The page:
In preparation for the fall TV season, the major networks have started putting in their orders for pilots, assessing which will get full series orders when the 2013-2014 TV season rolls around. Some networks ordered more than others, naturally. NBC, in particular, needs to fill the vacuum created by the exits of The Office and 30 Rock, so it’s no surprise that the network ordered four dramas and three comedy pilots, the most of any network.
-An untitled drama from executive producer Rand Ravich, whose previous stint with the network resulted in the short-lived series Life. The project, produced by 20th Century Fox TV, is an action thriller set in and around Washington DC, and follows an idealistic Secret Service agent who finds himself at the center of an international crisis on his first day on the job. Ravich is executive producing with his producing partner Far Shariat.
-The Sixth Gun, a drama produced by Carlton Cuse (Lost), is based on the graphic novel of the same name. The drama tells the story of six mythical guns in the Old West. When the Sixth Gun, the most powerful and dangerous of the six, resurfaces in the hands of an innocent girl, dark forces are awakened. Only Drake Sinclair, a self-serving gunfighter, can protect the girl and ward off the forces of evil.
-The Blacklist, a drama written by Jon Bokenkamp (Perfect Stranger), which centers on the world’s most wanted criminal – a man who mysteriously turns himself in and offers to give up every one of his partners, under the condition that he be allowed to work with a new FBI agent with whom he appears to have no connection.
-Girlfriend In A Coma is a comedy that tells the story of a 34 year-old woman who wakes up from a coma after nearly two decades, to discover that she has a 17 year-old daughter from a pregnancy she was unaware of prior to her coma. Dick Wolf, Brixius, Danielle Gelber and Peter Jankowski executive produce.
-Justin Spitzer’s Holding Patterns is an ensemble multi-camera comedy about a group of friends whose lives irrevocably change after they survive a plane crash. Spitzer, Traugott and Rachel Kaplan executive produce.
-An untitled single-camera comedy from Up All Night executive producer DJ Nash and Jason Bateman’s Aggregate Films. Loosely based on Nash’s life, it depicts the story of a son who idolizes his blind father and resents his mother’s immaturity, as he watches his family come closer together following his parents’ divorce. Originally set in the 1980s, the comedy now takes place in present day.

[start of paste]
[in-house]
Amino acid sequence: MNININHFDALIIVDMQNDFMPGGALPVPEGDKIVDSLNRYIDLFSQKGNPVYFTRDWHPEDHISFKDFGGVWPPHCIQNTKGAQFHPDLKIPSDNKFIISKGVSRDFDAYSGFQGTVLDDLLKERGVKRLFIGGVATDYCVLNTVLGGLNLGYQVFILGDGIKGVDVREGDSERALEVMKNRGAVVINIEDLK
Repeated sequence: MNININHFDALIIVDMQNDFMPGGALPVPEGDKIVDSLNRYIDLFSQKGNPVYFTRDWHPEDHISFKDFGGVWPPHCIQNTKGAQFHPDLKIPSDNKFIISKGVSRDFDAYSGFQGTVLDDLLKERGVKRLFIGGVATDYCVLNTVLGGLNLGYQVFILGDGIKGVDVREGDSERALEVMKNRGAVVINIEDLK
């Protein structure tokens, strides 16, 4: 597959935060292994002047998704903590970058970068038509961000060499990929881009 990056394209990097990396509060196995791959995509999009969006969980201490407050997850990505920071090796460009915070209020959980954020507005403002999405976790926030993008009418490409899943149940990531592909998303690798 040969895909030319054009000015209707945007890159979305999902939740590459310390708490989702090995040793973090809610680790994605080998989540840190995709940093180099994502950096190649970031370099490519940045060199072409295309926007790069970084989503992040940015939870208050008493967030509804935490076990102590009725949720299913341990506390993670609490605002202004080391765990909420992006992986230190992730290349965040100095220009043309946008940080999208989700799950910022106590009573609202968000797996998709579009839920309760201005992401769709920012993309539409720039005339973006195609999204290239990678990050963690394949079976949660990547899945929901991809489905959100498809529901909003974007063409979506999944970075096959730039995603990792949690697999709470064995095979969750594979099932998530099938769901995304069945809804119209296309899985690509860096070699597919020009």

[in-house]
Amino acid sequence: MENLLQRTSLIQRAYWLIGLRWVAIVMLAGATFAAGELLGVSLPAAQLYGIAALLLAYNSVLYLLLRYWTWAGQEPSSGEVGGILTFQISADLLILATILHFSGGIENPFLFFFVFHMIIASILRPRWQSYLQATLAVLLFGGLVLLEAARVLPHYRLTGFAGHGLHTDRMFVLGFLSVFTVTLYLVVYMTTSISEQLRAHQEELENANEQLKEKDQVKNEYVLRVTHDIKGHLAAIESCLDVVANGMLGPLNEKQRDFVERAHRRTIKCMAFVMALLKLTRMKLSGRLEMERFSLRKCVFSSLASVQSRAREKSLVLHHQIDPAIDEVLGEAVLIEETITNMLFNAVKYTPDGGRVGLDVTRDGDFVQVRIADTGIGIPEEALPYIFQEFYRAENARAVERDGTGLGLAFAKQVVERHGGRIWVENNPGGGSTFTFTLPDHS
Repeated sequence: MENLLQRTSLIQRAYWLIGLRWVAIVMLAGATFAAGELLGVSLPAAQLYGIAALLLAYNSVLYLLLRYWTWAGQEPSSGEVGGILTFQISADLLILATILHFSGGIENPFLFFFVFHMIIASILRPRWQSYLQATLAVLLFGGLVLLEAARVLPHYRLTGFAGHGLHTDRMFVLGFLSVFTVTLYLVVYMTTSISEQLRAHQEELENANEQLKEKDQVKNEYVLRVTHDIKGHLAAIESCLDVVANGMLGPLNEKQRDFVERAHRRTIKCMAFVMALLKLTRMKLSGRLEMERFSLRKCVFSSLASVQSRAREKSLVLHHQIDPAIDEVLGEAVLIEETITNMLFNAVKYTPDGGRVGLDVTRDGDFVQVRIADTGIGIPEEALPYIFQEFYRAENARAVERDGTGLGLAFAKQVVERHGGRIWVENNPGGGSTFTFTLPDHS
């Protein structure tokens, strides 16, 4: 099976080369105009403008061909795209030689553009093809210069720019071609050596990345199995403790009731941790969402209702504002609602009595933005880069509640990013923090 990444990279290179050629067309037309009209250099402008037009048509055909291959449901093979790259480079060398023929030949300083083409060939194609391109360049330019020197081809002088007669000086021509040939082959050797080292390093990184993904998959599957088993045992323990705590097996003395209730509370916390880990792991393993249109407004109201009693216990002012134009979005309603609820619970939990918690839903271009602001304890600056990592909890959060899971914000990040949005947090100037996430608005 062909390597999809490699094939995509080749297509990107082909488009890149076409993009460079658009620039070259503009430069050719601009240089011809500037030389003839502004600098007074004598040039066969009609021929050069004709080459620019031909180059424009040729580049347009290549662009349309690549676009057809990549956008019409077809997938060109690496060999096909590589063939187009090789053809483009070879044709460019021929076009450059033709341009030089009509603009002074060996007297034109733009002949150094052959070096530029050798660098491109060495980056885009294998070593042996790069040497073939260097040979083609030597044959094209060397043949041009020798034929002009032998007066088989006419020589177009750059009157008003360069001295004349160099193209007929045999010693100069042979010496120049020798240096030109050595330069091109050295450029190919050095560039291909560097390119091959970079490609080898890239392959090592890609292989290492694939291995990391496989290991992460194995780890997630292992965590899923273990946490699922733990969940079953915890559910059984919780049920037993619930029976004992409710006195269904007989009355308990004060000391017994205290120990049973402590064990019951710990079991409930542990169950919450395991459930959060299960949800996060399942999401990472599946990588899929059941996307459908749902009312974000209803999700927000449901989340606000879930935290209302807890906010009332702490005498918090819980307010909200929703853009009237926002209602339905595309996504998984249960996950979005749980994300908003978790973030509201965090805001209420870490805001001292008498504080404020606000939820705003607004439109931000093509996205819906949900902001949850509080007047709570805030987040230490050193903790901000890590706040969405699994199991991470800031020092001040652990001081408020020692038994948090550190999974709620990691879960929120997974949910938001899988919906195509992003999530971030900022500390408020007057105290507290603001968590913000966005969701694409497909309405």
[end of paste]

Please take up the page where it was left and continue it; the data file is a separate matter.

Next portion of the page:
-An untitled multi-camera comedy from Universal TV and Sean Hayes and Todd Milliner’s production company, Hazy Mills. The project follows Hayes, who plays a confused father that must figure out how to be a parent to his 14-year-old daughter, who just moved in, while also coping with a temperamental new boss at work. Credit: Deadline
-Rake is a comedy-drama starring Greg Kinnear as a brilliant but self-destructive criminal defense attorney. They are the Ruben Fleischer-produced drama. The series comes to US shores from Peter Duncan, who created the original Australian series, and will be executive-produced by Peter Tolan (Rescue Me) and Michael Wimer (2012). Credit: Deadline
-The List is a drama from writer Paul Zbyszewski (Lost) and director Ruben Fleischer (Zombieland) that centers on Deputy U.S. Marshal Dan Shaker who leads the hunt for the who stole “the list”, a file with the identities of every member of the Federal Witness Security Program, when it becomes apparent that members of the program are being killed one-by-one. Zbyszewski and Fleischer executive produce.
-Sleepy Hollow, from writers Alex Kurtzman and Bob Orci, has Underworld director Len Wiseman on board. The series is a modern–day supernatural thriller based on The Legend Of Sleepy Hollow, following Ichabod Crane as he partners with Sleepy Hollow’s local female sheriff to solve the mysteries of a town at the center of an interminable battle between good and evil. Kurtzman and Orci wrote the script with up-and-coming writer Phillip Iscove, on whose idea the project is based.
-Delirium is a drama based on Lauren Oliver’s bestselling book trilogy about a world where love is declared illegal and is capable of being eliminated with a special procedure. Lena Holoway, a woman with 95 days to go before her procedure, makes the biggest mistake a person can make in this new society – she falls in love. Karyn Usher executive produces with Peter Chernin and Katherine Pope.